By Richard Black
Environment correspondent, BBC News website
The High-Level Panel on United Nations Reform will propose that the UN becomes a tighter and simpler body, according to a draft of the final report.
Streamlining humanitarian aid is a key recommendation
The panel says UN programmes are often "fragmented and weak", and it has too little power to enforce its plans in areas such as the environment.
The panel says agencies which reform should be rewarded with secure and sustained funding.
The report will be formally unveiled in New York on Thursday.
Convened by UN Secretary General Kofi Annan after last year's World Summit, the High-Level Panel of 15 people included such political luminaries as Pakistan's Prime Minister Shaukat Aziz, his Mozambique counterpart Luisa Diogo, and UK Chancellor of the Exchequer Gordon Brown.
They have spent six months preparing the report.
According to the final draft, seen by the BBC, they have concluded that the UN is crucial to achieving the Millennium Goals, the set of targets for improvements in health, education and living standards agreed in 2000.
They describe the UN as "an indispensable force in our time of many global challenges.
"It has defined the global agenda and it is a crucial player in moving development forward, responding rapidly to humanitarian disaster and mobilising international action for the protection of the environment," the report continues.
But question marks remain over the organisation's effectiveness, the panel says.
Across the range of UN activities they see streamlining, coordination and management reform as key goals. Recommendations include:
- putting operations in countries under a single umbrella with overall responsibility for delivery
- enhancing environment protection under stronger leadership from the United Nations Environment Programme (Unep)
- better funding and co-ordination of humanitarian aid
- full funding of the Central Emergency Response Fund
- donors to commit more aid through UN programmes and less to their own "pet projects"
- ongoing reform of business practices under the Secretary-General's direction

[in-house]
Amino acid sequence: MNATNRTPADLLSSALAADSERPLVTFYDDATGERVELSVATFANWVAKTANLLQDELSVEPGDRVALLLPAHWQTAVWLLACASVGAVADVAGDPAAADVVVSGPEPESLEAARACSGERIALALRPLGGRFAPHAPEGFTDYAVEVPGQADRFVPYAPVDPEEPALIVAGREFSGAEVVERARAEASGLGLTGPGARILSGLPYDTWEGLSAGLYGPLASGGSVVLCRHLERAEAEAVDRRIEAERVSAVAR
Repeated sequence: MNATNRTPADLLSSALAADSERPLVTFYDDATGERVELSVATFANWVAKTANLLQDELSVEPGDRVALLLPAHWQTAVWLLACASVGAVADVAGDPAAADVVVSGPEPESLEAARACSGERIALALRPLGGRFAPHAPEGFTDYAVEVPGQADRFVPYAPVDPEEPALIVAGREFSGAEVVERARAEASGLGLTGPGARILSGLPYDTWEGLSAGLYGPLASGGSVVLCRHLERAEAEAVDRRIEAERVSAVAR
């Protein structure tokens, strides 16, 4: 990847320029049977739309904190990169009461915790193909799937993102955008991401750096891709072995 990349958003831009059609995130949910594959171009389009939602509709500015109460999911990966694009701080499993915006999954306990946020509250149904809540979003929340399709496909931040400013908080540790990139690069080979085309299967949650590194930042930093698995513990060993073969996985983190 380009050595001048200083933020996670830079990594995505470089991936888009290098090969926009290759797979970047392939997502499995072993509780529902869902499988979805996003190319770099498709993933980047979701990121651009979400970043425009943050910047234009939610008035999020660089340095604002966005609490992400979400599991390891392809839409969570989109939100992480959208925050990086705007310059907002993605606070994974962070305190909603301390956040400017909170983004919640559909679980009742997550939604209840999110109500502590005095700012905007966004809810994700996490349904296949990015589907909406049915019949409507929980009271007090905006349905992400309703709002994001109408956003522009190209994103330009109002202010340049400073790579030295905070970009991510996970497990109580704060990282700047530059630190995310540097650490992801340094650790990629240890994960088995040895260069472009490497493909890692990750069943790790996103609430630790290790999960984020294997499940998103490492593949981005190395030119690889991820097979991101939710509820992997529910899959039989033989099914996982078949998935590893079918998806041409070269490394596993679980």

- secure long-term funding for agencies which meet reform goals
"The report recognises that the UN has outgrown its original structure, and has gone a long way to propose solutions to address these problems," said Felix Dodds of Stakeholder Forum for a Sustainable Future, an NGO which has been running a dialogue on UN reform.
"Its recommendations have fallen short, however, in the areas of the environment and strengthening the sustainable development system," he told the BBC News website.
The panel found that meetings surrounding its three major environmental conventions, on climate change, biodiversity and desertification, totalled 230 days a year, putting a major strain on resources of poorer countries.
Stronger cooperation, higher efficiency and a stronger funding system are advocated, but it has not accepted the need put forward by some conservation groups for a wholesale upgrading of global environmental governance, replacing Unep with a body equal in power to the World Trade Organization.
Nicola Reindorp, head of the New York office of the charity Oxfam International, also welcomed the report while agreeing it could have gone further.
"Overall we would agree with much of the analysis and recommendations," she said, "although I think it's fair to say that in efforts to bring consensus the panel has pulled its punches.
"Where we really salute its findings is in its emphasis on funding, in particular full funding of the Central Emergency Response Fund with new money."
The fund, launched during last year's World Summit, aims to create a pool of $500m in ready money allowing a quick response to natural disasters; but only half of the money has so far arrived.
The full report will be unveiled to the UN on Thursday morning in New York, with public access later in the day.